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Tuesday, February 5, 2013

Reed Care 101

Here's some information I often give to young oboists and music education students learning how to teach oboe for the first time. If you want to use this as a handout for your students, please go to the www.oboeforeveryone.com site, click on the scroll to the bottom of the page and download as a PDF document. 

Reed Care 101

1. Always brush your teeth before playing. Food and plaque can clog up reeds and make your key pads sticky.

2. Always store reeds in a case that holds reeds securely in place. 
  • Go to this post to learn how to make an inexpensive reed case
  • The plastic 3-reed cases sold by Fox are also an affordable option
  • Clear plastic tubes and "coffin" cases that commercial reeds are purchased are not study enough for long-term use
3. Make sure that your reed case is well-ventilated.  A completely airtight case (such as the clear plastic tubes and "coffin" cases) can allow mildew to grow on reeds.  You reeds should't be a "science experiment!" :)

4. Soak reeds in water for 2-3 minutes in FRESH water, not saliva. Our saliva has enzymes in it that will over time break down reed fibers. If you want your reeds to last as long as possible,  soak them in water!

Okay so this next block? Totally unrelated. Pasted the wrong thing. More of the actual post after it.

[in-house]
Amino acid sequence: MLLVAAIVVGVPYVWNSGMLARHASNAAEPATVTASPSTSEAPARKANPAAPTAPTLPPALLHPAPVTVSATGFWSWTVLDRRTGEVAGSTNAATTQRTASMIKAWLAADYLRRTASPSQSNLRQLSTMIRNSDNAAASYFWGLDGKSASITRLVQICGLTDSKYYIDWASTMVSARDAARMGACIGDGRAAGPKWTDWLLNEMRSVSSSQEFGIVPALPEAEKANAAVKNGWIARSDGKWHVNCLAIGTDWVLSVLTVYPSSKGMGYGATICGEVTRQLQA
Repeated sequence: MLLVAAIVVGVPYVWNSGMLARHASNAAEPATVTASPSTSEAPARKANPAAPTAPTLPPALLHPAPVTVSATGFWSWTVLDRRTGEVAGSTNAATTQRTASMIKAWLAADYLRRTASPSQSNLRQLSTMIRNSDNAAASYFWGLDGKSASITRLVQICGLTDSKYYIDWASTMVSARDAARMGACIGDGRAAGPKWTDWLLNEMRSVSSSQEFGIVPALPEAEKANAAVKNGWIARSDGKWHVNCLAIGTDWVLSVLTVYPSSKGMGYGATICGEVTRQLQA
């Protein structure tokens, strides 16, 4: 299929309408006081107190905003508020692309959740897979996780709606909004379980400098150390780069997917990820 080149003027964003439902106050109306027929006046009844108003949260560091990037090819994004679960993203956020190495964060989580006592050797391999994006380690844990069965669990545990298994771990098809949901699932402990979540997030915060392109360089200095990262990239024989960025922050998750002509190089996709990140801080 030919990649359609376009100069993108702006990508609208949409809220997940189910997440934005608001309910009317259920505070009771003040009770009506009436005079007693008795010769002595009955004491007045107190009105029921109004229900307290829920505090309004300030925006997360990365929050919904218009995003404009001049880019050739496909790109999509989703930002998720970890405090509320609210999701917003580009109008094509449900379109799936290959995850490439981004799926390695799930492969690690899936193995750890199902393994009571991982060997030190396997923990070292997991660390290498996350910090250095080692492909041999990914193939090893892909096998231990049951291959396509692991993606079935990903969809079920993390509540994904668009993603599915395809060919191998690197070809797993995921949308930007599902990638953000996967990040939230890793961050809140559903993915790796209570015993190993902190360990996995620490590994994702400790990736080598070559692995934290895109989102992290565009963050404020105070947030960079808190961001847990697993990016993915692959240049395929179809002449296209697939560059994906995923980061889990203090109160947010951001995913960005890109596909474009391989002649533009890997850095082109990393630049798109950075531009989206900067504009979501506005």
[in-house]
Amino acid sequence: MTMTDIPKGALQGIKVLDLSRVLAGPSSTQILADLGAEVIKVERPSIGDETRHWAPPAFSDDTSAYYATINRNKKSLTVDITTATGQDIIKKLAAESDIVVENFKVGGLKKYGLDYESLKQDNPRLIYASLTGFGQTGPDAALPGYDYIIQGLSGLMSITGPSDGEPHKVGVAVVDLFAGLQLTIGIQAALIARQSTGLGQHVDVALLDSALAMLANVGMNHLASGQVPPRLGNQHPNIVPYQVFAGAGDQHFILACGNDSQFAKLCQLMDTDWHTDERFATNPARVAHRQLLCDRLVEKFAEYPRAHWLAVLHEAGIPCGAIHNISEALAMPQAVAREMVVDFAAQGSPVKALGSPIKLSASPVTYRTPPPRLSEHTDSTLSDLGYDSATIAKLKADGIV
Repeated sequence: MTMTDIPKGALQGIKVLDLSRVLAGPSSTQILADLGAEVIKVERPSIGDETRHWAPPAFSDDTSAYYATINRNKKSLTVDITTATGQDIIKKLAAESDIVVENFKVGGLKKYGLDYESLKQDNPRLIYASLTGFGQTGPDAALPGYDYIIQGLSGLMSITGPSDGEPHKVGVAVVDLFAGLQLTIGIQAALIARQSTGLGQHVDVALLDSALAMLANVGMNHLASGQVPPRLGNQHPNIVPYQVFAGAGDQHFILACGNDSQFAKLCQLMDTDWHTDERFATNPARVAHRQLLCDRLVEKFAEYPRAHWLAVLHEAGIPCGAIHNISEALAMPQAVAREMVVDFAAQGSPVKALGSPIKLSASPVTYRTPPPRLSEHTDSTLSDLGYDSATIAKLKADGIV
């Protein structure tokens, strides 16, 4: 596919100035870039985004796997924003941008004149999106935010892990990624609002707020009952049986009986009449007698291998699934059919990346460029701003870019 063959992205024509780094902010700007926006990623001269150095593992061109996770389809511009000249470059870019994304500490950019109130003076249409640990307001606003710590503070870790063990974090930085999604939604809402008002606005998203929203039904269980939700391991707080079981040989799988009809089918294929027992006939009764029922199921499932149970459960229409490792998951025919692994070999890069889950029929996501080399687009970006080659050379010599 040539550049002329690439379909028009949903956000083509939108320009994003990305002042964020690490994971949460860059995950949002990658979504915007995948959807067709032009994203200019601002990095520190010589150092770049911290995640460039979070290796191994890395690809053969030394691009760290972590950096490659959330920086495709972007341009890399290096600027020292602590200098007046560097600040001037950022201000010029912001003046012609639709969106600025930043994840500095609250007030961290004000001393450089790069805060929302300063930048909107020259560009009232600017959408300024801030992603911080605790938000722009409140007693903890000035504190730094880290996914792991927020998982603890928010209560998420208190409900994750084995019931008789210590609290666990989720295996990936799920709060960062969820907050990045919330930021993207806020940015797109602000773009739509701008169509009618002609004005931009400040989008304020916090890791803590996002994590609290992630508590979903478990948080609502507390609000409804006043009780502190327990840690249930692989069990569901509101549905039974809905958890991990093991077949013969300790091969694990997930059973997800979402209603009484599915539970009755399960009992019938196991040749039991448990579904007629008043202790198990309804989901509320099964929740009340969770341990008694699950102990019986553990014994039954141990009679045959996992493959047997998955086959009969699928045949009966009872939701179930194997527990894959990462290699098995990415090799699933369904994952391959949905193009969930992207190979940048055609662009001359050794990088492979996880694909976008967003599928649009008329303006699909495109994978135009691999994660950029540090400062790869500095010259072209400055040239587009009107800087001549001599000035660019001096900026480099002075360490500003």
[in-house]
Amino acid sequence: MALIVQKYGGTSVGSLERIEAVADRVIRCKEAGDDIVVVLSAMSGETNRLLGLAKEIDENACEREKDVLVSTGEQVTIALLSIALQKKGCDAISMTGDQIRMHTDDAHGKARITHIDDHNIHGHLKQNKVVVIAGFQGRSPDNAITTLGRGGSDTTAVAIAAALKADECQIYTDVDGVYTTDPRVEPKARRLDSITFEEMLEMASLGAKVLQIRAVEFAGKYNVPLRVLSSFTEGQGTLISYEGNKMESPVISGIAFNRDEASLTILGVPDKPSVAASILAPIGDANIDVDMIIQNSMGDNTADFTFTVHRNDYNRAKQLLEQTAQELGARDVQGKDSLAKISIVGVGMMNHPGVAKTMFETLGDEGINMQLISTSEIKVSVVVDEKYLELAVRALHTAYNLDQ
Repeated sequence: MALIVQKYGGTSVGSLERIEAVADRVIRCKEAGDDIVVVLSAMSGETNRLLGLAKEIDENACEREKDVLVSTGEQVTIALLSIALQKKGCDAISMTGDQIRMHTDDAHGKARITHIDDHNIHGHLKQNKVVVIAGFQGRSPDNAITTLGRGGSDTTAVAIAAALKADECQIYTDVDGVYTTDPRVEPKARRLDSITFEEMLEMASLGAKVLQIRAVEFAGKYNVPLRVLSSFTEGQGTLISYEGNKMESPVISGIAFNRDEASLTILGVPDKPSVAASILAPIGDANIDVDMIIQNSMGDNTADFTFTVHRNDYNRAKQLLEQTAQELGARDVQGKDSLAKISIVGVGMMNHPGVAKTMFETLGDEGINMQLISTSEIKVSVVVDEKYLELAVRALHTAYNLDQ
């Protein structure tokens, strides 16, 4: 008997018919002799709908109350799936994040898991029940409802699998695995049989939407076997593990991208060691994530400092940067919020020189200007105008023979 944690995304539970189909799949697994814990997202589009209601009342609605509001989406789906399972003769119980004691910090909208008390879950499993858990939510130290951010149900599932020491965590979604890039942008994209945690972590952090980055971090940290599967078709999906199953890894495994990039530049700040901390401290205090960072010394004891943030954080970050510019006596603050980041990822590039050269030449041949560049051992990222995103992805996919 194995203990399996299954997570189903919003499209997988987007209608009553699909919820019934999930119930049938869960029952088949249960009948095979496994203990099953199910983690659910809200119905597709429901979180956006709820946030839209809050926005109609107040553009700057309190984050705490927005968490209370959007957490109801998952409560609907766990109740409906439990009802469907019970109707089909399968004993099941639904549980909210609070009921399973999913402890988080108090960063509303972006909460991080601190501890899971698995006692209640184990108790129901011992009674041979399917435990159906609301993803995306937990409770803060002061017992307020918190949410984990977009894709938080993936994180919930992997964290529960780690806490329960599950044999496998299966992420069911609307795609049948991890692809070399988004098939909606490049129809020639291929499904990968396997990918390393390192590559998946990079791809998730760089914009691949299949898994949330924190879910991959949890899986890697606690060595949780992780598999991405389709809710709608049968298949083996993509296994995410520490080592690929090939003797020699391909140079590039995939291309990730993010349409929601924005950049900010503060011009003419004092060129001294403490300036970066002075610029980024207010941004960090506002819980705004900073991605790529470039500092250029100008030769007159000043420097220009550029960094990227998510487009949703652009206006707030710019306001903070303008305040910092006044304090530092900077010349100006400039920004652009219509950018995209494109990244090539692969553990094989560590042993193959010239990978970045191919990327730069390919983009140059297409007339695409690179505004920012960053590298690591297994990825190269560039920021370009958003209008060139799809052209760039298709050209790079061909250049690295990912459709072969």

• Only soak the cane part of the reed in water,  not the thread or cork
  • Try dipping your reeds in water and setting them on your music stand or in your case to hydrate. This way they won't over-soak
  • Reeds soaked longer than 5 minutes will become over-soaked and be more difficult to play 
5. After playing, return reeds to their case.
  • If possible,  quickly rinse out reeds in water and let dry for a few minutes before storing in a reed case. This will remove some of the lip skin cells, etc,  that can collect on reeds and help your reeds last longer.




3 Signs That It's Time to Buy a New Reed


A reed can last anywhere from 2-3 or much longer, depending on how much it is played on and how well it is cared for.

1. If your reed is cracked:
    Very small cracks in the tip of the reed will usually be OK to play on. If the     crack extends beyond 1 millimeter and it is difficult to articulate notes and/or have sudden flatness or unstable pitch, then it's time to buy a new reed.

2. If the tip of your reed resembles Bart Simpson's haircut, has poor response (especially in the low range), and articulation is difficult, then it is time for a new reed. 

3. If the reed looks OK, but doesn't make any (or only very little) sound when you blow through it, try these tests:
  • Soak it an extra 3 minutes in WARM WATER
  • Run water through the reed to clean it out (hold the reed upside-down with the water from the faucet running into the cork section first)
  • Pull a small pipe cleaner (Dill's  brand is best) from the bottom of the tube through the top of a well soaked reed to clean out an accumulated gunk


Try your reed after each stage. If all three suggestions don't help, consider the reed "dead" and purchase a new one.

"Don't have a cow, man! Just take care of your reeds!"

Ok,  that's all I've got for now.  I bet you never believed I could work in Bart Simpson to a blog post about reeds, did you? :)

Oboe and out,

The Oboist








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